Disney is developing original movies and TV shows for its upcoming streaming platform, Disney Plus, including “Star Wars” and Marvel series. But one of the biggest questions looming over the service ahead of Disney’s investor day on Thursday is how much the company will spend on content.
In a report released on Sunday, UBS analysts anticipated Disney will produce up to 10 original movies and 10 TV shows for Disney Plus within its first year, and will spend $800 million on the content.
“For TV series, press reports have indicated Disney is looking to spend roughly $2.5-3.5M per episode but could increase that budget for certain shows up to ~$10m/ep,” the analysts said. “We expect original movies will be modest in budget ($25-35M per film on average) relative to Disney’s films released theatrically.”
Variety reported in September that the Marvel series will have hefty price tags. The limited series will have six to eight episodes each with big budgets that rival studio productions, according to Variety. The only series that Disney has confirmed is one starring Tom Hiddleston’s Loki.
“Longer term we expect Disney to continue to increase production of original content exclusively for Disney+ to increase the value proposition and manage churn,” UBS analysts said. “Many of these movies/series are already in production (or in some cases complete) and will therefore have a cash impact in FY18/19. In our base case, we estimate ~$400m in content amortization for Disney+ originals in the first year of launch, ramping to $1.5B by 2025.”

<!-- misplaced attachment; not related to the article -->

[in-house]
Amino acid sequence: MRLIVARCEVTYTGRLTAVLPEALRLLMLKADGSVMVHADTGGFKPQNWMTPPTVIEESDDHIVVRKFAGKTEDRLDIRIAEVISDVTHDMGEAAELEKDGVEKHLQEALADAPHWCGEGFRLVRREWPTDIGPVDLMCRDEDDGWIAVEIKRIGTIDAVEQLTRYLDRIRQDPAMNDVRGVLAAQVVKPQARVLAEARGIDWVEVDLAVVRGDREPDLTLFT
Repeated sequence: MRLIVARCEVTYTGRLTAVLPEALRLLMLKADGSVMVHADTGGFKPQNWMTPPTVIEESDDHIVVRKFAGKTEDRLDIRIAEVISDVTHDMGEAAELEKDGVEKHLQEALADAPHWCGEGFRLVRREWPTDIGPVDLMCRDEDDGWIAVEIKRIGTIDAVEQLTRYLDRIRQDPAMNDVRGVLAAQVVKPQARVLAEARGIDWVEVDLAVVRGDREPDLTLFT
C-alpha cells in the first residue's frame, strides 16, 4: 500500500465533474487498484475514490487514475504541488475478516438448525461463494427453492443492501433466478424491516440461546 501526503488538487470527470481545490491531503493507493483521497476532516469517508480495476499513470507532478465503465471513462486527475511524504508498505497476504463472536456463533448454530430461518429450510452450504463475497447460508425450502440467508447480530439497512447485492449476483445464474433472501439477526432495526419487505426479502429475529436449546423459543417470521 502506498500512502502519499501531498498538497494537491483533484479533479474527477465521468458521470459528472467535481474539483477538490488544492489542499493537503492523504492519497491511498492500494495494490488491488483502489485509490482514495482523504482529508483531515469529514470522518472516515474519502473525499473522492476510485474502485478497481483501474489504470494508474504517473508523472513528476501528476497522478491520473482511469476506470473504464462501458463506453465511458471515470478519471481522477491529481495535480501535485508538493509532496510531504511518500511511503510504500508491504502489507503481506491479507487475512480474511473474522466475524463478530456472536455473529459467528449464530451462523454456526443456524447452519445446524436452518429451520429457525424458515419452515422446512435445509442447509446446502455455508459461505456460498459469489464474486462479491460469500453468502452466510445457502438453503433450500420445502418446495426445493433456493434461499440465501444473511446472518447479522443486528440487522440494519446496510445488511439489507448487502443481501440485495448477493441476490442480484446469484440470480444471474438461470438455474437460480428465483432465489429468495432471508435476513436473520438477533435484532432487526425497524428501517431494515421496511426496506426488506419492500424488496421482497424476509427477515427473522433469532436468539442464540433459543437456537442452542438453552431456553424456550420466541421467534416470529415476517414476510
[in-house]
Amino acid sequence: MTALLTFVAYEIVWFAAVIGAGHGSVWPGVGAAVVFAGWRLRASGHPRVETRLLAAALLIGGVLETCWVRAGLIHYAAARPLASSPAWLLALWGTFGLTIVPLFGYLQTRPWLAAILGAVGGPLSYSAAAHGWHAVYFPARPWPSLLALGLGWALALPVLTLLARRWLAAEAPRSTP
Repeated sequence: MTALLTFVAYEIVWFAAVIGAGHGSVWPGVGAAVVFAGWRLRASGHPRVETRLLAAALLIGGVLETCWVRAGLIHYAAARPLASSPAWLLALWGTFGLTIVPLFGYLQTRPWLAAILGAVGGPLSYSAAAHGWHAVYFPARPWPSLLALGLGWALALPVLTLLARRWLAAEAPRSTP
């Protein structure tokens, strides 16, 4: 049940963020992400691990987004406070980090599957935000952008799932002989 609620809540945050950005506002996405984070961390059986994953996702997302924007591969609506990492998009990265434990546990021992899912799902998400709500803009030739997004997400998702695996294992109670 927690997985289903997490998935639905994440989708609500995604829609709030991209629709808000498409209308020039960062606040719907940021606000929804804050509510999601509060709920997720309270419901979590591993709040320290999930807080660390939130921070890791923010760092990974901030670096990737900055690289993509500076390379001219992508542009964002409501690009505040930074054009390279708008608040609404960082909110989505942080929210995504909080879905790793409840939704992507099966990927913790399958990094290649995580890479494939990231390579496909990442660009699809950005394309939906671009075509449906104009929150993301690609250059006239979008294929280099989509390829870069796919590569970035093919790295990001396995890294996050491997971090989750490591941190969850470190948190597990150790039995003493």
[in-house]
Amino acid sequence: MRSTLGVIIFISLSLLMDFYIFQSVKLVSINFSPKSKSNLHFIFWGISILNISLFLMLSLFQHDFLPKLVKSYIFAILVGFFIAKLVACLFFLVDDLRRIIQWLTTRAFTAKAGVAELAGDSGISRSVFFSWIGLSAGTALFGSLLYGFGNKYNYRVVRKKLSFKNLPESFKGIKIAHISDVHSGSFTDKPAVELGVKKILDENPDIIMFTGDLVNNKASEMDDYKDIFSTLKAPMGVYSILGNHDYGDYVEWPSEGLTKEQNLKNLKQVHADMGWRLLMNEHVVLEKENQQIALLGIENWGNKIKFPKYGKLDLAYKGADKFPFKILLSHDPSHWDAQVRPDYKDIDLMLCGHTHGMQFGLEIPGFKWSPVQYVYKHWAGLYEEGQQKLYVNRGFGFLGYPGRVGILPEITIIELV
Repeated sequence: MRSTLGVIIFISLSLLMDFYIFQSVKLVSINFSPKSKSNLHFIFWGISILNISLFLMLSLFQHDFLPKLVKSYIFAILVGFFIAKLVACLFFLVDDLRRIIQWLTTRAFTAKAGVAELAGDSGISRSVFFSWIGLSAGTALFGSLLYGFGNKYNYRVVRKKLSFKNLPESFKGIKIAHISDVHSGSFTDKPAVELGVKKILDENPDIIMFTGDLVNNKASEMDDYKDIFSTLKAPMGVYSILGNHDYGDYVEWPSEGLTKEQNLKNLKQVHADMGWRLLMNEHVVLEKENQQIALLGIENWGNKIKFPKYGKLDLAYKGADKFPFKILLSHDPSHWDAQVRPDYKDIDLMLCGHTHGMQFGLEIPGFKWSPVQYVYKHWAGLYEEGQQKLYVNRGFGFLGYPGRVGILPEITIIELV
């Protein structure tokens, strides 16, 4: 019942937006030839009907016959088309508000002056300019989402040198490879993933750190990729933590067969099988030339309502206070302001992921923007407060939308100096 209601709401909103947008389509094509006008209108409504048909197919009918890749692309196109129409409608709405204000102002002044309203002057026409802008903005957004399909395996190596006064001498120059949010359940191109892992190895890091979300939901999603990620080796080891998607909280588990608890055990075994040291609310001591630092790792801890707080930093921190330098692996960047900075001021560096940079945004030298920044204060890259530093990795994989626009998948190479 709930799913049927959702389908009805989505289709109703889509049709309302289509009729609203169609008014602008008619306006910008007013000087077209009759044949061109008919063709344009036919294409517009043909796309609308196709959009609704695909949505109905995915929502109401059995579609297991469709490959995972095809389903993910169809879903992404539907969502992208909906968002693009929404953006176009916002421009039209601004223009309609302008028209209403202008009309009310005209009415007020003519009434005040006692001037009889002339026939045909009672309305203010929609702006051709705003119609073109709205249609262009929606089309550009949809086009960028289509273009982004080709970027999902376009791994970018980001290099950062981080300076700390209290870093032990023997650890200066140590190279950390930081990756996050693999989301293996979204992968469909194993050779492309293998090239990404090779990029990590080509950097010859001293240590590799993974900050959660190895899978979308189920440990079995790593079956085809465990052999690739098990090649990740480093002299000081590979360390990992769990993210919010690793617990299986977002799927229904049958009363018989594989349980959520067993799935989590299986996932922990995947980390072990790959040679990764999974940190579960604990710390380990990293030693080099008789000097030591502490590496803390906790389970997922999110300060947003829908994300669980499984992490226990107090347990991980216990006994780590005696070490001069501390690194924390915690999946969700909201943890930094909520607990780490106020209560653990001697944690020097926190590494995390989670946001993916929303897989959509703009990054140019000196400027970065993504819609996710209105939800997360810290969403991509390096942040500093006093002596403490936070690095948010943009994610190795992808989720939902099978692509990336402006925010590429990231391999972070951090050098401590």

For comparison, Barclays analysts estimated in January that Netflix will spend up to $3 billion just on original movies this year. It’s estimated to spend $15 billion total on content this year, up from $12 billion in 2018. HBO spent $1.5 billion on original content in 2018, according to Vanity Fair. And Amazon will spend an estimated $6 billion on original content this year for Prime Video, according to CNBC.
Beyond the budget for original content, Disney will also forgo some licensing revenue.
Disney ended a licensing deal with Netflix this year, and all Disney theatrical releases starting with “Captain Marvel” will eventually make its way to Disney Plus. Disney will also likely pursue the TV rights to classic “Star Wars” movies, which Turner Broadcasting owns through 2024.
“We estimate content licensing represented ~$10B in 2018 for combined Disney – Fox,” the UBS analysts said in Sunday’s report. “This includes $4.0B in film and $6.5B in TV production. Over time we expect all Disney / Fox content will forgo third party licensing as it migrates to Disney+ or Hulu.”
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